Diver Finds 900-year-old Crusaders Sword in Mediterranean
The world's three dominant religions—Judaism, Christianity, and Islam—consider Israel holy ground. While Jews are the only people group to have maintained a presence in the Holy Land for thousands of years, over the last 2,000 years,
Christianity and Islam have fought many wars for dominance in the land. From the 11th to the 13th century, the Roman Catholic church and other powers from Europe—collectively known as The Crusaders—went on religious missions to liberate the Holy Land from the Muslims and claim it for Christianity. And in the process, they also tried to "liberate" it from the Jews living there—killing, raping, and stealing along the way...all while carrying shields and banners with the symbol of the cross emblazoned on them.
Recently, an excavation in Israel unearthed a Crusader camp, the first known excavation of its type. While there are castles and other Crusader artifacts all over Israel, this is the first time a battle encampment has been discovered. This one is in the Galilee region at Tzipori Springs, between Nazareth and the coast.
"The area along Route 79 was known as the site of the Frankish encampment ahead of the battle of Hattin in 1187, as well as for other encampments by both the Crusaders and the Muslims during a period of 125 years," said Dr. Raphael Lewis, a senior lecturer at Ashkelon Academic College and a researcher at Haifa University.
The Crusaders were not a centralized army. They were actually different groups of knights united under the banner of a king. Like a modern army, there were men of different ranks and duties—from cook to commander.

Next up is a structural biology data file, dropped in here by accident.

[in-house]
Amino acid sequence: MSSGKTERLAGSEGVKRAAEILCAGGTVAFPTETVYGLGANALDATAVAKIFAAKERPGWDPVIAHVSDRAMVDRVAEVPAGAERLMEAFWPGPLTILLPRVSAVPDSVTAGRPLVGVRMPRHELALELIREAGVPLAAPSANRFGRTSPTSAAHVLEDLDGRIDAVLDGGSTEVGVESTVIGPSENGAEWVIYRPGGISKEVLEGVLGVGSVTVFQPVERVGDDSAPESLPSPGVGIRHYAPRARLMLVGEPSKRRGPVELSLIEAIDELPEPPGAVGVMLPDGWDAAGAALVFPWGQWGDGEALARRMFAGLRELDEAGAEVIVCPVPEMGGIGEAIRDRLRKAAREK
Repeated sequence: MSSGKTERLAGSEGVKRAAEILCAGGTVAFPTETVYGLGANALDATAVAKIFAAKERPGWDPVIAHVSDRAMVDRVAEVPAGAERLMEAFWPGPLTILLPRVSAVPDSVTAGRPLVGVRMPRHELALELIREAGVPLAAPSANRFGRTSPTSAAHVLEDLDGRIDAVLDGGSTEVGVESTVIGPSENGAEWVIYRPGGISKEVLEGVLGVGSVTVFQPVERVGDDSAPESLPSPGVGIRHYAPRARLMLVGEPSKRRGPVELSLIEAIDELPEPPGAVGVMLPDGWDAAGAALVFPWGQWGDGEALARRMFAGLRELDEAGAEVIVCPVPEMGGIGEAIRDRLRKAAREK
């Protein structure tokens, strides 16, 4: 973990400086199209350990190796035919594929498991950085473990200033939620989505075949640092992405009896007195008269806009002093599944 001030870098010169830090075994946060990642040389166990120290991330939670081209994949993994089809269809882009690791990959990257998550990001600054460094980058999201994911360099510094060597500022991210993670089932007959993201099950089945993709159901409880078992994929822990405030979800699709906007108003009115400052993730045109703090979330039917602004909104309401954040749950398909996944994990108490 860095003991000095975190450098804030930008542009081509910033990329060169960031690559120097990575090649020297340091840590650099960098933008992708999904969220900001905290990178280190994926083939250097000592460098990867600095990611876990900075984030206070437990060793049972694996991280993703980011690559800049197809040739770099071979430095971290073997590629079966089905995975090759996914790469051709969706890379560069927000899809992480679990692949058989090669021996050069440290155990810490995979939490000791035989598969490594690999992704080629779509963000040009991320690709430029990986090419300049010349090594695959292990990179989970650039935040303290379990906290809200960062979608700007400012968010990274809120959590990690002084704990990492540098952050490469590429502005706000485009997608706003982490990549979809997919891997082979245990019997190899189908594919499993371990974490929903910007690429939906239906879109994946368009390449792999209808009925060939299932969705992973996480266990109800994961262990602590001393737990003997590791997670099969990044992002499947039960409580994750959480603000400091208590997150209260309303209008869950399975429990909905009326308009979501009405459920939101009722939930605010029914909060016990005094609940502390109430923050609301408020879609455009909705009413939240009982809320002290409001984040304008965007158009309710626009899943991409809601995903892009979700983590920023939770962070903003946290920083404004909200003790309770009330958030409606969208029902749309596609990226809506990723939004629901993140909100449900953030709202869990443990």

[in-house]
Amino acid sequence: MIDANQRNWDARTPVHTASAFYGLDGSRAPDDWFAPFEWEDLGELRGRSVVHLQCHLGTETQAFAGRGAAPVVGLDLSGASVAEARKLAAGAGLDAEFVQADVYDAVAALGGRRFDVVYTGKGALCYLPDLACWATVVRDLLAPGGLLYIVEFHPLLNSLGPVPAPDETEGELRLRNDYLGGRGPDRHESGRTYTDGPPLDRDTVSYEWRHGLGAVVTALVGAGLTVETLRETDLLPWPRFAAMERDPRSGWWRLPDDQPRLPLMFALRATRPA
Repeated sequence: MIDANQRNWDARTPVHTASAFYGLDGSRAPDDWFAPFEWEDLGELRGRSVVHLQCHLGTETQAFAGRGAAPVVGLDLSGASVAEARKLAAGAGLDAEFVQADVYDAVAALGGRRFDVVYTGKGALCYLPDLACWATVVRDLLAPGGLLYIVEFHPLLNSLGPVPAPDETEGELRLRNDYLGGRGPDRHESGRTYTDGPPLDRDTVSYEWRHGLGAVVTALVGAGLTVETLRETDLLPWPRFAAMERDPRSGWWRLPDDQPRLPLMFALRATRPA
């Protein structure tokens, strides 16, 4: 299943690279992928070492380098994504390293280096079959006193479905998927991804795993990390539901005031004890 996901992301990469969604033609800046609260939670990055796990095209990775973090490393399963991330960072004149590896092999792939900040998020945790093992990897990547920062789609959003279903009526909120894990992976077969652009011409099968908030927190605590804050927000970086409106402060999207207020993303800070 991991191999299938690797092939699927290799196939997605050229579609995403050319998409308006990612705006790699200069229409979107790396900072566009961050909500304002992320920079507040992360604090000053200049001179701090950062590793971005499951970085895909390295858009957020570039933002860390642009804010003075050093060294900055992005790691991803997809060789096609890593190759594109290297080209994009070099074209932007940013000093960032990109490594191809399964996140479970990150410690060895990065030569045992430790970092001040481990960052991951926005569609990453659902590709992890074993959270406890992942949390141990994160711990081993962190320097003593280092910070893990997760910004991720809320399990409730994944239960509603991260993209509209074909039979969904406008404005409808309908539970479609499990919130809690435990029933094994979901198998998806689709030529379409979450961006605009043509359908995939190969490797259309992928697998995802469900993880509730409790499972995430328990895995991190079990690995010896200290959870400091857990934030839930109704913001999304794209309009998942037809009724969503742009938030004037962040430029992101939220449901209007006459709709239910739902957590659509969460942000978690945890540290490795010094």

Lewis said they found hundreds of metal artifacts—nails for horseshoeing. "In the site, we found different clusters of artifacts. We saw that the closer we got to the water, the richer the material culture became. We can probably deduce those who belong to a higher socioeconomic status encamped by the spring. Changing those nails probably represented the main activity in the camp. Nobody wanted to find himself in the battle on a horse with a broken shoe."
Lewis said he was surprised not to find much else related to daily life in the encampment, such as cooking pots. The archaeologists surmised that probably that's because those types of vessels were taken back to the castles and other permanent settlements when the encampment packed up to leave.
Also, off the coast of Carmel, which is in the northern part of Israel, a diver found a 900-year-old sword dating back to the same Crusader period.
Shlomi Katzin, the diver, turned over the crusty, ancient sword to the Israel Antiquities Authority and was awarded a good citizenship certificate for his relinquishing the relic. He found it during a Saturday dive.
"The sword, which has been preserved in perfect condition, is a beautiful and rare find and evidently belonged to Crusader knight," said Nir Distelfeld, an inspector for the Israel Antiquities robbery prevention unit.
The site where the sword was found is a natural anchor point near Haifa that's been in use for more than 4000 years. The shifting sands on the seafloor yield interesting artifacts periodically from all the merchant ships that have dropped anchor in the area through the millennia.